The case is interesting as it involves only the recording (master) side of the music and not the composition (written song). The idea is that one can take a ‘sample’ of a written song in isolation — such as a
Basically, when you sample a two second clip of a track, you are sampling both the recording and the song contained within it. But it might be hard to argue that the two second snippet of the song can be protected by copyright in isolation. However, at the same time you could argue that the two second snippet of the recording is.
The ‘Metal On Metal’ case centres on the recording rights. In essence, in the 2012 court hearing, when one argument on the Kraftwerk side was that Pelham could have recreated the sounds he sampled, they were basically saying that there was no song copyright to infringe here, but that the separate recording copyright had been infringed by the uncleared sample.
In his ruling, the Advocate General wrote, “A phonogram is not an intellectual creation consisting of a composition of elements such as words, sounds,
Some of the questions referred to the European Court of Justice involve details of European law, including whether the German concept of free use is compatible with EU law. But others get to the center of the debate around copyright and free expression. Generally, most countries’ courts have held that quotation doesn’t infringe copyright when a new work refers to the original one – in a book review, or even in a parody of a song. But what about when the new work has nothing to do with the original? Such questions have increased urgency in the digital age, and this is one of several important cases on the topic.
I wonder if this will create more consistency in how the courts rule on ‘short sample’ cases in the US. And I also wonder if New Order ever had to pony up for their own short Kraftwerk sample in “Blue Monday.”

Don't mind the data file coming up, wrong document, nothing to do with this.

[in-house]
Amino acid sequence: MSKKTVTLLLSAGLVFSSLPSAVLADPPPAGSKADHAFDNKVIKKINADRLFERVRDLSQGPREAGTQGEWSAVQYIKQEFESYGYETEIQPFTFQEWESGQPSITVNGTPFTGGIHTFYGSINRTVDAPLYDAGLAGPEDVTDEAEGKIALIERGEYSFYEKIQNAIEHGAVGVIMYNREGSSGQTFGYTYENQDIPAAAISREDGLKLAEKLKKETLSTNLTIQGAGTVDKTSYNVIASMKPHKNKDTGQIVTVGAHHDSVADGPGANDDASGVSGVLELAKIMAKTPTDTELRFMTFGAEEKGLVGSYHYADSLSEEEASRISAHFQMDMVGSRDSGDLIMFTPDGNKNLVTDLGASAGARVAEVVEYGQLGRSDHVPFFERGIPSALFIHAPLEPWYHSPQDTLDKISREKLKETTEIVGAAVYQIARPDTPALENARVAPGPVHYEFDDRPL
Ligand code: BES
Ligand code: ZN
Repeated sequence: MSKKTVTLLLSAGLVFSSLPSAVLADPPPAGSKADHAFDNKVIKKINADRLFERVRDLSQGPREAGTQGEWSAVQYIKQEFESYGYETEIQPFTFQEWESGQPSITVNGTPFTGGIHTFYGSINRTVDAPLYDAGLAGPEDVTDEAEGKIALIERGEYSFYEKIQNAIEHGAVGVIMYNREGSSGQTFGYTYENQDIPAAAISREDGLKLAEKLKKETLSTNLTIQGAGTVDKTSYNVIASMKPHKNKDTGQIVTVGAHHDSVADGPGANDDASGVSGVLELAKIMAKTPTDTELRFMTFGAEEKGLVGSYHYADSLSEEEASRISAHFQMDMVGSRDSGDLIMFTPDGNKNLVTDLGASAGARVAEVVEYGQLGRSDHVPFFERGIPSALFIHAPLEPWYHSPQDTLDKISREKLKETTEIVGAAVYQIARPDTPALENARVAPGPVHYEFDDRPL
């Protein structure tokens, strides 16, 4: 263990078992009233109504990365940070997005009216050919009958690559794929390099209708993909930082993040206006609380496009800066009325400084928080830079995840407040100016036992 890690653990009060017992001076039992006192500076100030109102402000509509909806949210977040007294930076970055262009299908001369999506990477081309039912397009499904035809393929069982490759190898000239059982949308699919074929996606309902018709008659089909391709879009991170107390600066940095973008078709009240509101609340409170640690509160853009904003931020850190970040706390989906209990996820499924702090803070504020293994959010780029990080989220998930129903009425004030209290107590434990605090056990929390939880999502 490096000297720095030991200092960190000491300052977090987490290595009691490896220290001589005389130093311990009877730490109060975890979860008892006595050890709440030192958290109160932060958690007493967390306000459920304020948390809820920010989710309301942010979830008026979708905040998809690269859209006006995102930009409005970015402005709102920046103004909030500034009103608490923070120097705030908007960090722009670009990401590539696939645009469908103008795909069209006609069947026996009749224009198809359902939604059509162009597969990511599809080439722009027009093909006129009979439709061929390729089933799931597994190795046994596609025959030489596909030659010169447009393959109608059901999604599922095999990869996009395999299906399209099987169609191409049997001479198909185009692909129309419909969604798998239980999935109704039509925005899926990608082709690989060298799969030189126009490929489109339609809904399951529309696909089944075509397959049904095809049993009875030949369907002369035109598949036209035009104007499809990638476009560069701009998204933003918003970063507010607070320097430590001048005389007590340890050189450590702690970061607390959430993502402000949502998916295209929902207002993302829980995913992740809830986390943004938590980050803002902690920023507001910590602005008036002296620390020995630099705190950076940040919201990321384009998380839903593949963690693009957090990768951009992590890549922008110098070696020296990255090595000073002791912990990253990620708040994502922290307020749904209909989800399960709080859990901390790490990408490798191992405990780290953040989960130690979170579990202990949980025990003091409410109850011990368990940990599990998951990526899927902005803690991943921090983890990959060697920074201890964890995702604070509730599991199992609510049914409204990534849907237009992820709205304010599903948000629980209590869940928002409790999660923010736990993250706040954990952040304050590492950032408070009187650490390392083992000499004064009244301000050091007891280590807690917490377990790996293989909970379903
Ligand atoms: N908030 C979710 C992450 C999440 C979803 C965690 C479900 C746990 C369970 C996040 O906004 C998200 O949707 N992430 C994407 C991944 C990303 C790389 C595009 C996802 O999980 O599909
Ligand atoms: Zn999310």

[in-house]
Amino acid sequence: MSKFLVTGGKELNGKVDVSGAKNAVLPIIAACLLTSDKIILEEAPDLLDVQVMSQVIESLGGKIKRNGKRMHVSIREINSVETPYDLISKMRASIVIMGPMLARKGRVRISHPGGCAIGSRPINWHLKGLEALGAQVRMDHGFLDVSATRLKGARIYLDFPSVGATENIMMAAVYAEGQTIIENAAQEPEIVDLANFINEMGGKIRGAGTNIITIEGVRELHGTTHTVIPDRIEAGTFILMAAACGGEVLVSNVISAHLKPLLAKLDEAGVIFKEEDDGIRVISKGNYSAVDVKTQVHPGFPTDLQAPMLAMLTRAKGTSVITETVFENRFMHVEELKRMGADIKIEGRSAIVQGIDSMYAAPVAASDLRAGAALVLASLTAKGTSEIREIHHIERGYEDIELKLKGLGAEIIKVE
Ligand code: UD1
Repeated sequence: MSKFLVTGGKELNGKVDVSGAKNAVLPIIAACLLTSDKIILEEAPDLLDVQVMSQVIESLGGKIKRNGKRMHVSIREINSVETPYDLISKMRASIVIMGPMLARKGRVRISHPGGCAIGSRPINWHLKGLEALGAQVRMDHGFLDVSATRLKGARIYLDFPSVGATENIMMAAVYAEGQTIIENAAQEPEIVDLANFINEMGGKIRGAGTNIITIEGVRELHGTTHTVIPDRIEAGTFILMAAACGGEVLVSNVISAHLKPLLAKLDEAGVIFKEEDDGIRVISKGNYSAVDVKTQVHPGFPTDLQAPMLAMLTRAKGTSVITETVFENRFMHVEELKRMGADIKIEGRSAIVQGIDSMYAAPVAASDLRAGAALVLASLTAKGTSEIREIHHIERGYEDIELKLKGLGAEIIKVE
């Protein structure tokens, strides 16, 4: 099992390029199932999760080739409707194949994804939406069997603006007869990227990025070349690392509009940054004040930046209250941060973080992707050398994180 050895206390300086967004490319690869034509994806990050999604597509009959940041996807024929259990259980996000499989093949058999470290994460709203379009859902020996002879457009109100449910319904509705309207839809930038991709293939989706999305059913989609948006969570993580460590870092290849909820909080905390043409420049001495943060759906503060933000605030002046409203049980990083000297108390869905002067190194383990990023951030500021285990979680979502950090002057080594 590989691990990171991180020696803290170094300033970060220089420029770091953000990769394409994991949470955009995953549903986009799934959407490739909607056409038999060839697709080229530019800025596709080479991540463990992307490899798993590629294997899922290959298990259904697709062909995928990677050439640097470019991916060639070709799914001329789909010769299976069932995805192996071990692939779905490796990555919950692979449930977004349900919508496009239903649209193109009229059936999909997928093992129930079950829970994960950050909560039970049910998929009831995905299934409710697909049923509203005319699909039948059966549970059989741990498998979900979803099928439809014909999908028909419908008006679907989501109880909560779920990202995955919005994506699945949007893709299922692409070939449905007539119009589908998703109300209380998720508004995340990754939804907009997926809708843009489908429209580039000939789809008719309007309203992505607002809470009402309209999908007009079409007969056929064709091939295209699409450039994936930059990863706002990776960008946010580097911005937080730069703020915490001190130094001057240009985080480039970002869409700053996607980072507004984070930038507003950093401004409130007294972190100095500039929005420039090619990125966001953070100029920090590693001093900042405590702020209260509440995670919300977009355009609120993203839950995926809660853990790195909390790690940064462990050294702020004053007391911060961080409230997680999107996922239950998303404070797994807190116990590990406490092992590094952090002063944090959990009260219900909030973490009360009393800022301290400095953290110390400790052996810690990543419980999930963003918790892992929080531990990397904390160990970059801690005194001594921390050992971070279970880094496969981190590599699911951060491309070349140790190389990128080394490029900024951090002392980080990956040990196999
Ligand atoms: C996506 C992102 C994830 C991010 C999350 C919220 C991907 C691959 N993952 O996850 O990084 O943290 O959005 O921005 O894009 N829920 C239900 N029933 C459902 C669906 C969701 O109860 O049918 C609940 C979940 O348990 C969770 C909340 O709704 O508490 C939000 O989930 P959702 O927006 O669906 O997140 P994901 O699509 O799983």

It’s finally over, but this probably won’t be the last post about it. Via Forbes:
The five-year copyright battle surrounding the popular single “Blurred Lines” finally ended this week with a judgment of nearly $5 million against artists Robin Thicke and Pharrell Williams. Marvin Gaye’s family had accused the duo of infringing Gaye’s 1977 song “Got to Give It Up.” California Judge John A. Kronstadt’s final ruling, which entitles the Gaye family to half of all royalties to the song moving forward, effectively puts an end to the highly publicized lawsuit. […]
Thicke and Pharrell … failed to petition the U.S. Supreme Court for a writ of certiorari by the applicable deadline. As a result, the judgment has been entered against them, and the case is now effectively closed.
The controversial “Blurred Lines” copyright infringement case is officially precedent. If there’s any silver lining for Thicke & co., it’s that the Marvin Gaye estate only gets 50% of future royalties. I’m surprised they didn’t get 100% (which is not out-of-bounds in infringement rulings).
In the end, the most interesting court case related to this ruling won’t be the “Blurred Lines” affair but what ends up being the first similar high-profile copyright lawsuit to follow. Who will it be? Led Zeppelin vs. Greta Van Fleet? The Fall vs. Pavement? The Bob Marley estate vs. every contemporary reggae artist?